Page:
|Publication number||US6383508 B1|
|Application number||US 09/783,625|
|Publication date||May 7, 2002|
|Filing date||Feb 14, 2001|
|Priority date||Feb 14, 2001|
|Publication number||09783625, 783625, US 6383508 B1, US 6383508B1, US-B1-6383508, US6383508 B1, US6383508B1|
|Original Assignee||James Messina|
|Export Citation||BiBTeX, EndNote, RefMan|
|Patent Citations (3), Non-Patent Citations (1), Referenced by (13), Classifications (14), Legal Events (3)|
|External Links: USPTO, USPTO Assignment, Espacenet|
The invention generally relates to an animal repellent and, in particular, the invention relates to a repellent composition which is transparent and can be applied to a wide range of surfaces, and to a method for the use of such a composition.
The prior art deer repellent formulation is described in U.S. Pat. No. 4,965,070, issued Oct. 23, 1990, to James Messina, the same inventor as this application. The prior art formulation consisted essentially of, by volume, 68 to 90% water; 6 to 10% thiram; 0.5 to 2% chicken eggs; 1 to 2% liquid hot sauce; 2 to 16% adhesive to aid in adhering to vegetation; and 0.5 to 2% coloring dye. The dye is necessary so the coating will blend in with the foliage.
One problem of the prior art deer repellent formulation is that, although the ingredients are common materials, it requires approval of the Environmental Protection Agency (“EPA”) which involves long and costly tests. Formulations of this type are applied by small companies, such as landscape gardeners, and the obtaining of approval from the EPA is financially prohibitive. This results in widespread destruction of homeowners' landscaping because of the unfettered proliferation of deer in suburban areas. Further, the prior art materials have a limited effective life and the odor of the formulation can limit its acceptance. A further problem with the prior art compositions is that they require a colorant to hide their presence on the foliage.
One object of the present invention is to provide an improved animal repellent formulation for application to shrubs, plants or the like, which can be acceptable under EPA regulations.
Another object of the invention is to provide an animal repellent formulation more acceptable to humans.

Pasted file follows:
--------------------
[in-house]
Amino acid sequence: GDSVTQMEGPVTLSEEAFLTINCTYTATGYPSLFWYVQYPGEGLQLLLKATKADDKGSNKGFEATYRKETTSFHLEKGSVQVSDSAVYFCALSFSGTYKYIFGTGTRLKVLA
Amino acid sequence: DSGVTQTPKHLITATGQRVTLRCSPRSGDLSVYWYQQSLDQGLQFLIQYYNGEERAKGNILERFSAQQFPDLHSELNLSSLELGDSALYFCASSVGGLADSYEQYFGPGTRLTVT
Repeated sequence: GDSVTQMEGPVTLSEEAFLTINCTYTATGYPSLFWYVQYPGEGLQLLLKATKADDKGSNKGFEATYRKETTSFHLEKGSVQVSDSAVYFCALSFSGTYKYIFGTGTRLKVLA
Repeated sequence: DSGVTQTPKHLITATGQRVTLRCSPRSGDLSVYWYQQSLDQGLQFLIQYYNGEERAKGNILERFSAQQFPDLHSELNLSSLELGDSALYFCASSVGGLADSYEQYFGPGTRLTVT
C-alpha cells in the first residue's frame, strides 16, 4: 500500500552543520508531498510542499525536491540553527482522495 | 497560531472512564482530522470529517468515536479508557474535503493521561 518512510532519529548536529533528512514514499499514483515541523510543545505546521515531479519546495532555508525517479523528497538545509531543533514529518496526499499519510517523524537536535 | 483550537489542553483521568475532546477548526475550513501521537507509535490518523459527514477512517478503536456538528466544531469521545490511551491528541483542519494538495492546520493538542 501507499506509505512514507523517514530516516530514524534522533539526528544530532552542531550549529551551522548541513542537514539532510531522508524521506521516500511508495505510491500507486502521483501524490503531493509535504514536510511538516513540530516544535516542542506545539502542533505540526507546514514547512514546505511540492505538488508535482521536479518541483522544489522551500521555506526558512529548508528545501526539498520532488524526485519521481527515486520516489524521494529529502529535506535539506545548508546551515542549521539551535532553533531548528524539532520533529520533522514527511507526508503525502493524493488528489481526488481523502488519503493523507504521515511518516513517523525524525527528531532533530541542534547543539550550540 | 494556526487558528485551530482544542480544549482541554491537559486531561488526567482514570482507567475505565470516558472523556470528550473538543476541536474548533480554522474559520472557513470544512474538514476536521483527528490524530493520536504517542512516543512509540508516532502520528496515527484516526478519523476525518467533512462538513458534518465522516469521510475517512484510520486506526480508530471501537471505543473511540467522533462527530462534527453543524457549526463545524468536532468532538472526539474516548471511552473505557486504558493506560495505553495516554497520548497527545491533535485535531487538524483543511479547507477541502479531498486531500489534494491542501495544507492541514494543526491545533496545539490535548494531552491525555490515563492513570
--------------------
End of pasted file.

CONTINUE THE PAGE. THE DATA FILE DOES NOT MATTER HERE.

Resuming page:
Another object of the invention is to make use of EPA-approved components without reduction of the effectiveness of the treatment.
A still further object is to provide such a composition which is transparent.
Other objects and the advantages of the invention will appear from the following description.
According to the present invention, an animal repellent formulation and method for its use are provided. The formulation is an aqueous solution or mixture consisting essentially of water and a composition comprising 5 to 20 ounces of Rosemary oil emulsion, 5 to 20 ounces of mint oil emulsion, zanthan gum as a thickener and sufficient water to make one gallon (128 ounces). If desired, the formulation can be modified by adding 10 to 30 ounces of white distilled vinegar, 10 to 30 ounces of dried eggs and 1 to 15 teaspoons of table salt. The thickener can be added to give the composition the desired application characteristics. Typical would be 1 to 5% of the total composition of thickener. All of the percentages are by volume of the composition.
Prior to application to vegetation, the composition is diluted in a concentration of one part of repellent to approximately 5 to 15 parts water. The mixture is stirred until a uniform composition is obtained. The composition is then diluted, one (1) part composition with nine (9) parts water, and is sprayed onto the foliage of plants or grass to be protected using a fine nozzle power spray at the rate of approximately one gallon of composition for each 35,000 square feet of foliage.
This formulation has proved effective in repelling deer and geese.
As an alternate procedure, the composition can be impregnated into a rope with the rope being placed around the vegetation to be protected.